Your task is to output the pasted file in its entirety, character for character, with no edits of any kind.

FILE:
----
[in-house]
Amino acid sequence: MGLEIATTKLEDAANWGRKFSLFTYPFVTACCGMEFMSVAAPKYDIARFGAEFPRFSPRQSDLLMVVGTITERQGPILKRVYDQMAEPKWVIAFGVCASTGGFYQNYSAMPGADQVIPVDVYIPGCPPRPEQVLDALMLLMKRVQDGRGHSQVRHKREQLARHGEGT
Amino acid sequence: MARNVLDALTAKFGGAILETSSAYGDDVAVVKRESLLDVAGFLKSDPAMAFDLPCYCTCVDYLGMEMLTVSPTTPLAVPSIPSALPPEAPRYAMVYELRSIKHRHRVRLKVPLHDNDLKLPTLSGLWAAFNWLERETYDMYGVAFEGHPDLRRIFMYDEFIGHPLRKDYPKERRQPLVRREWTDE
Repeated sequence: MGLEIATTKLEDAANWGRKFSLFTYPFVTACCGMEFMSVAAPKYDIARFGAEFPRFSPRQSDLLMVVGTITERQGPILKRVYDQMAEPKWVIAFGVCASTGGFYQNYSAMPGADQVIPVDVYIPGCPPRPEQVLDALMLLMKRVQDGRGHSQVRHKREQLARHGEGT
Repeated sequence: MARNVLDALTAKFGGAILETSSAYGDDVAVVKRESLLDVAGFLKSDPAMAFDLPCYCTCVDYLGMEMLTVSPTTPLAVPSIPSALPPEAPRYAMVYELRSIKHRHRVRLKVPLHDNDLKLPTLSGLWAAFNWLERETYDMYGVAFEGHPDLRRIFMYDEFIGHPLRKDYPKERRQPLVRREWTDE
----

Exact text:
[in-house]
Amino acid sequence: MGLEIATTKLEDAANWGRKFSLFTYPFVTACCGMEFMSVAAPKYDIARFGAEFPRFSPRQSDLLMVVGTITERQGPILKRVYDQMAEPKWVIAFGVCASTGGFYQNYSAMPGADQVIPVDVYIPGCPPRPEQVLDALMLLMKRVQDGRGHSQVRHKREQLARHGEGT
Amino acid sequence: MARNVLDALTAKFGGAILETSSAYGDDVAVVKRESLLDVAGFLKSDPAMAFDLPCYCTCVDYLGMEMLTVSPTTPLAVPSIPSALPPEAPRYAMVYELRSIKHRHRVRLKVPLHDNDLKLPTLSGLWAAFNWLERETYDMYGVAFEGHPDLRRIFMYDEFIGHPLRKDYPKERRQPLVRREWTDE
Repeated sequence: MGLEIATTKLEDAANWGRKFSLFTYPFVTACCGMEFMSVAAPKYDIARFGAEFPRFSPRQSDLLMVVGTITERQGPILKRVYDQMAEPKWVIAFGVCASTGGFYQNYSAMPGADQVIPVDVYIPGCPPRPEQVLDALMLLMKRVQDGRGHSQVRHKREQLARHGEGT
Repeated sequence: MARNVLDALTAKFGGAILETSSAYGDDVAVVKRESLLDVAGFLKSDPAMAFDLPCYCTCVDYLGMEMLTVSPTTPLAVPSIPSALPPEAPRYAMVYELRSIKHRHRVRLKVPLHDNDLKLPTLSGLWAAFNWLERETYDMYGVAFEGHPDLRRIFMYDEFIGHPLRKDYPKERRQPLVRREWTDE